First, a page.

Theater Review: Summer Shorts 2015, Series A

All three intriguing, two compelling
August 11, 2015 Updated: August 12, 2015    

NEW YORK—The meaning behind the meetings forms the basis of each of the three one-act works that comprise Series A of Throughline Artist’s annual Summer Shorts at 59 E 59 Theaters. In each, people’s culturally shaped, preconceived notions are quickly called into question.

(L–R) J.J. Kandel and Clea Alsip in
(L–R) J.J. Kandel and Clea Alsip in “10K,” written and directed by Neil LaBute, as part of Summer Shorts 2015. The work asks just how far you can go without going too far. (Carol Rosegg)

’10K’

In Neil LaBute’s “10K,” a Man (J.J. Kandel) and Woman (Clea Alsip) meet in a wooded area while jogging. Quickly striking up a conversation, these two, who at first glance having nothing in common, actually have strikingly similar issues of dissatisfaction in their lives.

This random encounter, if it is indeed random, quickly turns into something with far-reaching consequences. Crackling with sexual tension, an element of danger, and well played by both actors, the play keeps one guessing about who is pulling the strings and who has no idea about what’s going on.

The work asks just how far you can go without going too far. LaBute does a nice job with the directing chores here.

All three stories present the idea of people being thrust into a situation over which they have no control.
(L–R) Tanis Parenteau and W. Tre Davis in the Summer Short
(L–R) Tanis Parenteau and W. Tre Davis in the Summer Short “Glenburn 12 WP.” The short play deals with issues of race and our assumptions. (Carol Rosegg)

‘Glenburn 12 WP’

Next up is “Glenburn 12 WP,” written by Vickie Ramirez and directed by Kel Haney. As “die-in” protests in reaction to police brutality are going on in New York City’s Grand Central Station, Troy (W. Tre Davis), a young black man, ducks into a bar nearby, only to find it deserted.

Moments later, Roberta (Tanis Parenteau), a Native American woman and apparently a regular customer, comes in and after chiding Troy for not being at the protests, begins a verbal game of cat and mouse. She is trying to find out what makes the young man tick. Troy, for his part, is just interested in getting a drink—if he can find the bartender, that is.

Part mystery and part social commentary—with issues of race and vengeance lurking in the shadows—the play shows how it’s often easier to believe one’s first impression of a situation rather than the actual truth.

Nicely presented by all concerned, it’s a tale that keeps you guessing until the end.

(L–R) Meg Gibson, Kellie Overbey, and Michelle Beck are three women dealing with the aftereffects of 9/11, in
(L–R) Meg Gibson, Kellie Overbey, and Michelle Beck are three women dealing with the aftereffects of 9/11, in “The Sentinels.” (Carol Rosegg)

‘The Sentinels’

The final work of this series is “The Sentinels” by Matthew Lopez. This is the one show of the three that has the potential to bring forth an almost universal feeling of sympathy and understanding, though sadly it’s also the least focused.

Every September, Alice (Meg Gibson), Kelly (Michelle Beck), and Christa (Kellie Overbey) meet at a nondescript New York coffee shop and recall another September—one that changed their lives forever.

Spanning 2011–2000, going backward chronologically, the show offers brief snapshots into these three women’s lives, showing that some are able to move on, while others let the catastrophic event define them.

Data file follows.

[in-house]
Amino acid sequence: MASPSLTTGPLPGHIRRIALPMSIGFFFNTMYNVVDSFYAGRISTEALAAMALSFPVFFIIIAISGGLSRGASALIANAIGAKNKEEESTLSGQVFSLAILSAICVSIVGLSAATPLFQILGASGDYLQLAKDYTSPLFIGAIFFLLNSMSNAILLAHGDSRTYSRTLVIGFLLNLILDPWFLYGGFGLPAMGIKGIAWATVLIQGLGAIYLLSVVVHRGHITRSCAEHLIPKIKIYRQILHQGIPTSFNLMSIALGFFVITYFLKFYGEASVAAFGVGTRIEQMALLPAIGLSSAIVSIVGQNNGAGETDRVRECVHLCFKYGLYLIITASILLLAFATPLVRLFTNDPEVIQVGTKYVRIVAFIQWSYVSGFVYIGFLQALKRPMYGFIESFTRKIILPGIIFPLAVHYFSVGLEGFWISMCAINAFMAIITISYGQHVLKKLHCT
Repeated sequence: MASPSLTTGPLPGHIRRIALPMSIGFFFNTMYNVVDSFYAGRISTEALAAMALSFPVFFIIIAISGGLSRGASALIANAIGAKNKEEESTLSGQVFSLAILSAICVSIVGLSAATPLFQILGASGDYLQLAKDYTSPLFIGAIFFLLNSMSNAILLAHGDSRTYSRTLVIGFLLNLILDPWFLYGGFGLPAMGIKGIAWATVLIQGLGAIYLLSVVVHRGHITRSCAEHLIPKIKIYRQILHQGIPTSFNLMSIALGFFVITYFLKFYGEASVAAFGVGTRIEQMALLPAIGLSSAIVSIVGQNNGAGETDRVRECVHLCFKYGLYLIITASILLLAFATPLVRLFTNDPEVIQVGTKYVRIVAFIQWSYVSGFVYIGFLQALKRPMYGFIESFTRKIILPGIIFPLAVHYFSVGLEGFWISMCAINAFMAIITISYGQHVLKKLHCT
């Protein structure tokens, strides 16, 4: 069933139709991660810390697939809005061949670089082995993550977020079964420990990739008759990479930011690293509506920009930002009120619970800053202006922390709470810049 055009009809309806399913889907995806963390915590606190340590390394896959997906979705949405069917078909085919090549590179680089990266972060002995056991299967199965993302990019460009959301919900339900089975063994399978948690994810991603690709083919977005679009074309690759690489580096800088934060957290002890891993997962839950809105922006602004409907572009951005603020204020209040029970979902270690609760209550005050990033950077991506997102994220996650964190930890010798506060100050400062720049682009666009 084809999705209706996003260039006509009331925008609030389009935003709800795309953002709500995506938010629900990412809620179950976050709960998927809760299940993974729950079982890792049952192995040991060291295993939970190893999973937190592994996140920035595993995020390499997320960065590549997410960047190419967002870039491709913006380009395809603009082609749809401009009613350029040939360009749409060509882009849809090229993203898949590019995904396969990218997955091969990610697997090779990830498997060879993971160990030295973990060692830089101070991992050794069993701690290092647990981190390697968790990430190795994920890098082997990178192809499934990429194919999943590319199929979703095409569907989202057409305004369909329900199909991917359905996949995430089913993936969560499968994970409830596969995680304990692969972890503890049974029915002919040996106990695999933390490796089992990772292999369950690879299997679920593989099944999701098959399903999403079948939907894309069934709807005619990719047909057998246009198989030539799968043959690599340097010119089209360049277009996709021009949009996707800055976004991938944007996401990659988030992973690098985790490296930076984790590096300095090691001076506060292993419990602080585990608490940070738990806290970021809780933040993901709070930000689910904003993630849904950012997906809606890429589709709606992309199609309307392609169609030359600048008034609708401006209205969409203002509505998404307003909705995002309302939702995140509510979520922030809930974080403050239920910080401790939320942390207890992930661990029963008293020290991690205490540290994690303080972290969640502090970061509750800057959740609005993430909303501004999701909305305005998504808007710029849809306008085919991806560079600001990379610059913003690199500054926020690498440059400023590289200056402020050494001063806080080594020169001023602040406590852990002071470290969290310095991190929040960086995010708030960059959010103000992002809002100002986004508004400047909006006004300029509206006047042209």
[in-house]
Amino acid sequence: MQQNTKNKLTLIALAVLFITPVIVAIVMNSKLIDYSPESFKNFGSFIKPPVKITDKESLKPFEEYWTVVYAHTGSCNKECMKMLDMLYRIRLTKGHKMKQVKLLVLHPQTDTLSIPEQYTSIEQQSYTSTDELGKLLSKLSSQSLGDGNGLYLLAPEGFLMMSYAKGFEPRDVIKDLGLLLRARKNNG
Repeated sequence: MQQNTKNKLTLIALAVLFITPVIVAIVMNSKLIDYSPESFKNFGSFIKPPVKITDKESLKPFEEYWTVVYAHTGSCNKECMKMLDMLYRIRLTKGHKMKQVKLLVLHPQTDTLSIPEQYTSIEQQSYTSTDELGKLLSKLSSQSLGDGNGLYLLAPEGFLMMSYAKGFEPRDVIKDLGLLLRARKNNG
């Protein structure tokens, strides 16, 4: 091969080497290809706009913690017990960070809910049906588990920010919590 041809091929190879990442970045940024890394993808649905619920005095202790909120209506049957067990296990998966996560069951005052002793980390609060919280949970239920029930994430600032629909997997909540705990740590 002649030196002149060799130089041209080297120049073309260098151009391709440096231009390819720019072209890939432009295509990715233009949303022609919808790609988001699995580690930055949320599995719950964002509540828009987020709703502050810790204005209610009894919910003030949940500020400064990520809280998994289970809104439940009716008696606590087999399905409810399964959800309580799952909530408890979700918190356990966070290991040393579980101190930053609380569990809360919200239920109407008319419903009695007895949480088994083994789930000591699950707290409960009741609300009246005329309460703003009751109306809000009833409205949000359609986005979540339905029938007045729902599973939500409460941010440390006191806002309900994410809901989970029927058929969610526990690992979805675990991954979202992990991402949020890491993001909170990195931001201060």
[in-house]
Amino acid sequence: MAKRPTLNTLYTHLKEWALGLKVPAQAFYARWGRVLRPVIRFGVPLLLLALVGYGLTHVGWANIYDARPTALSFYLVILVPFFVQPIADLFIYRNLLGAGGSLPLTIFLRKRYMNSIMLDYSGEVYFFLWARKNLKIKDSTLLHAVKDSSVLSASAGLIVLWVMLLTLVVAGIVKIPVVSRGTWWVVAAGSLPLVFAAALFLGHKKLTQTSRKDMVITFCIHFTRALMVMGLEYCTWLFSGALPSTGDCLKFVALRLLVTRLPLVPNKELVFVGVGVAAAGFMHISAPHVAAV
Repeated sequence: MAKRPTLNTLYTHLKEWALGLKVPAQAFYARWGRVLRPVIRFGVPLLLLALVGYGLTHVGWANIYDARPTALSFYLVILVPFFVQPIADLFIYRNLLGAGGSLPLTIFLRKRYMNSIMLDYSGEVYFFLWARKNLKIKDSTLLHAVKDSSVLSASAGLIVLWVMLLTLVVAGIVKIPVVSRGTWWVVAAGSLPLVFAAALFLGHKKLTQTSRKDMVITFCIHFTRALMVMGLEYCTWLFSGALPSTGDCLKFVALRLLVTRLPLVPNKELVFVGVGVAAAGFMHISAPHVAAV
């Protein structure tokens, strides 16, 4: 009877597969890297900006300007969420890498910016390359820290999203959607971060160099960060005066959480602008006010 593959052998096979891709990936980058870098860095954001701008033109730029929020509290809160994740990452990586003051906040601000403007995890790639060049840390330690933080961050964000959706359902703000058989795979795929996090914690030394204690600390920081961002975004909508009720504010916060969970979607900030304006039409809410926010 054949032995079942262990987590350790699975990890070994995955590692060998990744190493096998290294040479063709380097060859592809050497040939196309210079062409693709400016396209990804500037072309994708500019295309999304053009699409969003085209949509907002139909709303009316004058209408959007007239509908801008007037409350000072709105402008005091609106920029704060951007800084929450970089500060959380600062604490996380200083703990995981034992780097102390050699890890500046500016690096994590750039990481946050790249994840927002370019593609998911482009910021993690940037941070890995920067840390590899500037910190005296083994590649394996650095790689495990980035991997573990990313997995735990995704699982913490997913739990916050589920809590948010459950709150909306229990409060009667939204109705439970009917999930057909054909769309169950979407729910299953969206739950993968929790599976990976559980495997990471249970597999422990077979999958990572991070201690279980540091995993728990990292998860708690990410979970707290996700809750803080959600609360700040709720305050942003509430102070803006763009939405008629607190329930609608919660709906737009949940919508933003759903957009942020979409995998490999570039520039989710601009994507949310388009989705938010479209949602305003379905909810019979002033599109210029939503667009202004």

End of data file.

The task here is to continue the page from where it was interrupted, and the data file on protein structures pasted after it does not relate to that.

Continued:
It should also be noted that being defined by a certain event is quite different from remembering it and honoring those who are no longer alive. 

As the play progresses, the characters become more engaging as the years of trying to heal are stripped away. Yet while we are able to see the pain these women feel, we never really get to know who they are beyond this event. The text does not fill in the gaps between the meetings or offer a strong back story. Directed by Stephen Brackett, the play also features Zuzanna Szadkowski.

Taken as a Whole

All three stories present the idea of people being thrust into a situation over which they have no control.

“10K” and “Glenburn 12 WP” both succeed brilliantly, not only for the tight acting and direction, but also the solid construction of the stories.

At first the two tales feed into stereotypes prevalent in the media today. For example, a scruffily dressed black man comes into a bar catering to a crowd completely at odds with our idea of who he would associate with. But then the story flips around in order to show what seemed so obvious at first glance to be a rush in judgment, both by the characters involved—on both sides of the equation—and by the audience.

It’s also sadly true that in either tale, if one wanted to create a scenario where the other party could be blamed for something that is not their fault, it would be quite easy to make others believe it was true.

In “The Sentinels” the question is not what is going on and why, but rather how those affected by a singular event deal with it—both in the short and long term. The question becomes how does one remember the past and those lost without becoming overwhelmed by it forever? 

The play fails to answer the question satisfactorily and neglects to offer the audience a chance to get to know the women. Thus, the story feels like we are eating an appetizer and then going straight to the dessert—somewhat fulfilling, but ultimately feeling that something is missing.

Series A of Summer Shorts boasts two very solid works and a third that’s intriguing enough to hold one’s interest but that needs to go a bit deeper.

‘Summer Shorts 2015, Series A’
59E59 Theaters
59 E. 59th St.
Tickets: 212-279-4200 or 59e59.org
Running Time: 1 hour, 30 minutes (no intermission)
Closes: Aug. 29

Judd Hollander is the New York correspondent for the London publication The Stage.